Most people can learn a melody without knowing which notes there are, also the rhythm can be reproduced not necessarily notated.
Identifying the tones may be achieved interval based or root tone based, but also by recognizing the lead tones fa-mi, ti-do, ta-la, si-la.
A big help will be knowing typical chords like augmented triades, (domisi), diminished triades, minor and major triades.
The best is when you can keep the tonal center in the short term memory and the fifth. Check the final note.
A good start for learning melodies is a repertoire of typical beginnings of a dozen of songs.
As you didn't mention in your question the Solfege-Practise I wonder whether you are aware of it:
This is nothing else than ear training by singing the chords, training usual chord progressions and melodies:
You can learn to sing (or follow/analyse by your inner ear) whole concertos and solos singing (or thinking) the notes.
I trained this by learning the inventions by bach and preludes by heart and minding them connotated with the syllables of doremi. The same I'am practising with the Concerti grossi of Handel, the Brandenburgian Concertos, Haydn's Trumpet Concerto and with each piece I have to learn new. The best is when you practise thie with a tuning fork so that you always are in the right pitch too.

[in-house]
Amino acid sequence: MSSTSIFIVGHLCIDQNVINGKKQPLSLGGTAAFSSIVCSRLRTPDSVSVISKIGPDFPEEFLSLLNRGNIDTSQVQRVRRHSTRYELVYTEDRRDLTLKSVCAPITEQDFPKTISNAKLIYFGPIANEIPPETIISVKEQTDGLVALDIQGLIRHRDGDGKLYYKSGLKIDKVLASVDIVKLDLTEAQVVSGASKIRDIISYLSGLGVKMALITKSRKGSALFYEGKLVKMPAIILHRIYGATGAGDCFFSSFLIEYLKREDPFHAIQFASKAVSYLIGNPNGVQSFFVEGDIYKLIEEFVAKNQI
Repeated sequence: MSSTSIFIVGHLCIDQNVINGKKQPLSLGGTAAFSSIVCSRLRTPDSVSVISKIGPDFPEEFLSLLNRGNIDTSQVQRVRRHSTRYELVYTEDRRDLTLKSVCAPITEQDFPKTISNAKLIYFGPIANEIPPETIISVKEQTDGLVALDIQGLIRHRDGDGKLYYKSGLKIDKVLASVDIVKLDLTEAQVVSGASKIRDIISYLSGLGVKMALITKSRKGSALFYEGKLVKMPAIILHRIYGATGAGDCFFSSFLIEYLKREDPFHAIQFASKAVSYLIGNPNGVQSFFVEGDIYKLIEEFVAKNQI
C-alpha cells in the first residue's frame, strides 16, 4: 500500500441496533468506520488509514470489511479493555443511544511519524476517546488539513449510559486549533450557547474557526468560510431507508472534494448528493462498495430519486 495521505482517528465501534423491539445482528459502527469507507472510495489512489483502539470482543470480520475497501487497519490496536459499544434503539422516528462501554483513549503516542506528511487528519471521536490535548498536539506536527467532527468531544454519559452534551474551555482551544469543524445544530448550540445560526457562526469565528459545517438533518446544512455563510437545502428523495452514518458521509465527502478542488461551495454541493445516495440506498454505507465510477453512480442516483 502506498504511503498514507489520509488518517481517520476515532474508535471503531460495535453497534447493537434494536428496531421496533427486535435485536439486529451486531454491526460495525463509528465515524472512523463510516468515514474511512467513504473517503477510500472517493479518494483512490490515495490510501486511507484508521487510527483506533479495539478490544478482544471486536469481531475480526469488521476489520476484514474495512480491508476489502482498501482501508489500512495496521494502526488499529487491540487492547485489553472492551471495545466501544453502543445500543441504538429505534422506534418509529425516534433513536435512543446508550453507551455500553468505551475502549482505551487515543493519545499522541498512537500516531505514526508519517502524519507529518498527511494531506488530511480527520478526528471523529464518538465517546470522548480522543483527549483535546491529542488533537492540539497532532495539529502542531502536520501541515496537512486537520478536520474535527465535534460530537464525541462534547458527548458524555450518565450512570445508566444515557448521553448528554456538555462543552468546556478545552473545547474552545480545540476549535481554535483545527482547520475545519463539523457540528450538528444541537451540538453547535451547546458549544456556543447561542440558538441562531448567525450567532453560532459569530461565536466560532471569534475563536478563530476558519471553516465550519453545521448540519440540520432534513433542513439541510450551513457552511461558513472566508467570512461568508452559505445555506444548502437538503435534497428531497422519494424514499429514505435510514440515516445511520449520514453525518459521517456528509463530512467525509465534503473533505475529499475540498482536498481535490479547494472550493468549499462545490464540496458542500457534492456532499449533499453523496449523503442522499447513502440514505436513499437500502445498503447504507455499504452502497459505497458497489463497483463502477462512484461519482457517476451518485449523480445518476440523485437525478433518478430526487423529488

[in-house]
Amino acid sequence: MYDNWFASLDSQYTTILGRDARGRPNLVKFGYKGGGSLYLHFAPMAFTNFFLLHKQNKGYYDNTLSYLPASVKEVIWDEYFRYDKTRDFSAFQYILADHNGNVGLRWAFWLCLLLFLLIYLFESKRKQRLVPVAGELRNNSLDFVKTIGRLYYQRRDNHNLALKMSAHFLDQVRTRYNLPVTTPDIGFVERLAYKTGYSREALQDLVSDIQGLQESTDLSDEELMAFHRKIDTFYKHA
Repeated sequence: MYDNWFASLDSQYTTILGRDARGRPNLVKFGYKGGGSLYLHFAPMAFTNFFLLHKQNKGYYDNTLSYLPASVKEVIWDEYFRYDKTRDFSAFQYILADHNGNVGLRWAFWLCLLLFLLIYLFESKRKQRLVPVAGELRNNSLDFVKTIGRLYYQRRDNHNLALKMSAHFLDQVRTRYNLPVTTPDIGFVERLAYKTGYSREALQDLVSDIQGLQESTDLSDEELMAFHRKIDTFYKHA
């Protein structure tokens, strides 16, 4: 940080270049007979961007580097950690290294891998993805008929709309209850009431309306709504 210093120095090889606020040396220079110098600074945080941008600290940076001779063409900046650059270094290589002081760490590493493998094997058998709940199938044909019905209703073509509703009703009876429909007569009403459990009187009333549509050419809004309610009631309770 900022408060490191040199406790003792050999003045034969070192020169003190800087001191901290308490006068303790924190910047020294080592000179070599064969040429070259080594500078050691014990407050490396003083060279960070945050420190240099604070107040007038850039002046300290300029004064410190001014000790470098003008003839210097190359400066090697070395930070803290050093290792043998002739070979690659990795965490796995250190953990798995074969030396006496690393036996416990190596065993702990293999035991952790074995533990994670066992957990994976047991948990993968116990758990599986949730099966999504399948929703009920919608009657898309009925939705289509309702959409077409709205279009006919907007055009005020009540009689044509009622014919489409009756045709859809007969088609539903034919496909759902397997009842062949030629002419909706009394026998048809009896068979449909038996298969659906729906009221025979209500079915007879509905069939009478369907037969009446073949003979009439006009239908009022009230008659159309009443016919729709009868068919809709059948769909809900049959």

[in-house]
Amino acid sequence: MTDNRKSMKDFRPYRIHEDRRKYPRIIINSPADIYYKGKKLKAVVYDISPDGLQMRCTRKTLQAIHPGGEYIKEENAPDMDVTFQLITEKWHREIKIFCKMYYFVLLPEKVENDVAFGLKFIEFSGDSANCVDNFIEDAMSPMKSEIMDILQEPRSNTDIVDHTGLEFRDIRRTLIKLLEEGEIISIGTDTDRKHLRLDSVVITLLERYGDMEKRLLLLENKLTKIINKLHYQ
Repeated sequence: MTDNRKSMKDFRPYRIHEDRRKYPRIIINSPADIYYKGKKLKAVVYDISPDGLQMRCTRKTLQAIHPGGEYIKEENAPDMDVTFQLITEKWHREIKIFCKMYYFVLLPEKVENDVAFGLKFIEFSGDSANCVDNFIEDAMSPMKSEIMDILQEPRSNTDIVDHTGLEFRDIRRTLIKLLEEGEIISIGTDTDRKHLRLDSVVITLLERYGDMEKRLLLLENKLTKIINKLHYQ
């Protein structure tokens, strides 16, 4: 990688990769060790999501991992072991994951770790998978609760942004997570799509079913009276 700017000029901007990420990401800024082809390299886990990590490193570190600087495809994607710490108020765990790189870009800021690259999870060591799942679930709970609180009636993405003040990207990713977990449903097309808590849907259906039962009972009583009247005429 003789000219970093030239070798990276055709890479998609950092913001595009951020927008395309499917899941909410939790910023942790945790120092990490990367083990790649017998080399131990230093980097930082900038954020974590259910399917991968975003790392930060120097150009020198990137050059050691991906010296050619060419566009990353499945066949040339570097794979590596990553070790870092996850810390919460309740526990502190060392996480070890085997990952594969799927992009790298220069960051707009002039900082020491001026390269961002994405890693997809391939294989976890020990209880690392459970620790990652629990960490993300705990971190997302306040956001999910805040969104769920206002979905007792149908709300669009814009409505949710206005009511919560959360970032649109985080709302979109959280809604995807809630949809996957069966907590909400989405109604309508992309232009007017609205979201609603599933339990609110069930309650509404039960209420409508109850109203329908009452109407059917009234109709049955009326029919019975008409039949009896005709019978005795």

You can do this when laying in bed, or when you are on a tour or when you are swimming or listening to music.
You will see that suddenly that the system of solfege (doremi) will function automatically and unconsiuosly as a concitioned reflex. So one day you will recognize melodic patterns when you listen to music ... without minding or thinking.